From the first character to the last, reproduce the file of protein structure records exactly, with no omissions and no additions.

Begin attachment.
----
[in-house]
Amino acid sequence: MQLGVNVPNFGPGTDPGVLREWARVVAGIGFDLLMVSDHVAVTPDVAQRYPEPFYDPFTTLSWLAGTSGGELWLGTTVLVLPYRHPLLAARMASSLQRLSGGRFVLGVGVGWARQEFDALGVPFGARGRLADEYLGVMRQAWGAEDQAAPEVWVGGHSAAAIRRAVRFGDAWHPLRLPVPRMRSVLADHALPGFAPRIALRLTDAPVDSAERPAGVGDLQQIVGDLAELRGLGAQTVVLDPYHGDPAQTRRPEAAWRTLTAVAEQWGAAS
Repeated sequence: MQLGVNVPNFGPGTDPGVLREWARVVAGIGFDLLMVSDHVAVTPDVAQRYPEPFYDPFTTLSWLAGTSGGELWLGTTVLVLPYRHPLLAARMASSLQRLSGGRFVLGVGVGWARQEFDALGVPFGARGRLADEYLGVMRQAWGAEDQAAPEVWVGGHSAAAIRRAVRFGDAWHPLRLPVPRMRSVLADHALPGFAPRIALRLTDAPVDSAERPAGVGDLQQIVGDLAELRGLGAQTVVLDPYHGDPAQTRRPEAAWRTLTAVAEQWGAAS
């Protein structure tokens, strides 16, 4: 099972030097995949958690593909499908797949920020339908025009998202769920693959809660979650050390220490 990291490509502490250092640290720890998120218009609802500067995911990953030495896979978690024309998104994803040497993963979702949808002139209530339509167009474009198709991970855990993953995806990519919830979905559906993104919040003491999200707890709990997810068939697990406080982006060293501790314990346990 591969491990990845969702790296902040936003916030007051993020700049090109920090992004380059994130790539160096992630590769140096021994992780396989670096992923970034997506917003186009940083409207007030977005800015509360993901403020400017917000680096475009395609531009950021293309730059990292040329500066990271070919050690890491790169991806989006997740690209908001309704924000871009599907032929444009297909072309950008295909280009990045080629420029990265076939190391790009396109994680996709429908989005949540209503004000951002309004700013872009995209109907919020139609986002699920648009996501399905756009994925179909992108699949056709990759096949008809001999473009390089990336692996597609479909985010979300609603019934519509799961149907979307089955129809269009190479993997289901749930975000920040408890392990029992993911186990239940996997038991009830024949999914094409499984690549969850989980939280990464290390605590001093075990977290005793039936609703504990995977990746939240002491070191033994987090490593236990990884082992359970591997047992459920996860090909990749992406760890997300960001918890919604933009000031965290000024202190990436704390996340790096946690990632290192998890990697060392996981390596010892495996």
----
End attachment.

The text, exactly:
[in-house]
Amino acid sequence: MQLGVNVPNFGPGTDPGVLREWARVVAGIGFDLLMVSDHVAVTPDVAQRYPEPFYDPFTTLSWLAGTSGGELWLGTTVLVLPYRHPLLAARMASSLQRLSGGRFVLGVGVGWARQEFDALGVPFGARGRLADEYLGVMRQAWGAEDQAAPEVWVGGHSAAAIRRAVRFGDAWHPLRLPVPRMRSVLADHALPGFAPRIALRLTDAPVDSAERPAGVGDLQQIVGDLAELRGLGAQTVVLDPYHGDPAQTRRPEAAWRTLTAVAEQWGAAS
Repeated sequence: MQLGVNVPNFGPGTDPGVLREWARVVAGIGFDLLMVSDHVAVTPDVAQRYPEPFYDPFTTLSWLAGTSGGELWLGTTVLVLPYRHPLLAARMASSLQRLSGGRFVLGVGVGWARQEFDALGVPFGARGRLADEYLGVMRQAWGAEDQAAPEVWVGGHSAAAIRRAVRFGDAWHPLRLPVPRMRSVLADHALPGFAPRIALRLTDAPVDSAERPAGVGDLQQIVGDLAELRGLGAQTVVLDPYHGDPAQTRRPEAAWRTLTAVAEQWGAAS
């Protein structure tokens, strides 16, 4: 099972030097995949958690593909499908797949920020339908025009998202769920693959809660979650050390220490 990291490509502490250092640290720890998120218009609802500067995911990953030495896979978690024309998104994803040497993963979702949808002139209530339509167009474009198709991970855990993953995806990519919830979905559906993104919040003491999200707890709990997810068939697990406080982006060293501790314990346990 591969491990990845969702790296902040936003916030007051993020700049090109920090992004380059994130790539160096992630590769140096021994992780396989670096992923970034997506917003186009940083409207007030977005800015509360993901403020400017917000680096475009395609531009950021293309730059990292040329500066990271070919050690890491790169991806989006997740690209908001309704924000871009599907032929444009297909072309950008295909280009990045080629420029990265076939190391790009396109994680996709429908989005949540209503004000951002309004700013872009995209109907919020139609986002699920648009996501399905756009994925179909992108699949056709990759096949008809001999473009390089990336692996597609479909985010979300609603019934519509799961149907979307089955129809269009190479993997289901749930975000920040408890392990029992993911186990239940996997038991009830024949999914094409499984690549969850989980939280990464290390605590001093075990977290005793039936609703504990995977990746939240002491070191033994987090490593236990990884082992359970591997047992459920996860090909990749992406760890997300960001918890919604933009000031965290000024202190990436704390996340790096946690990632290192998890990697060392996981390596010892495996």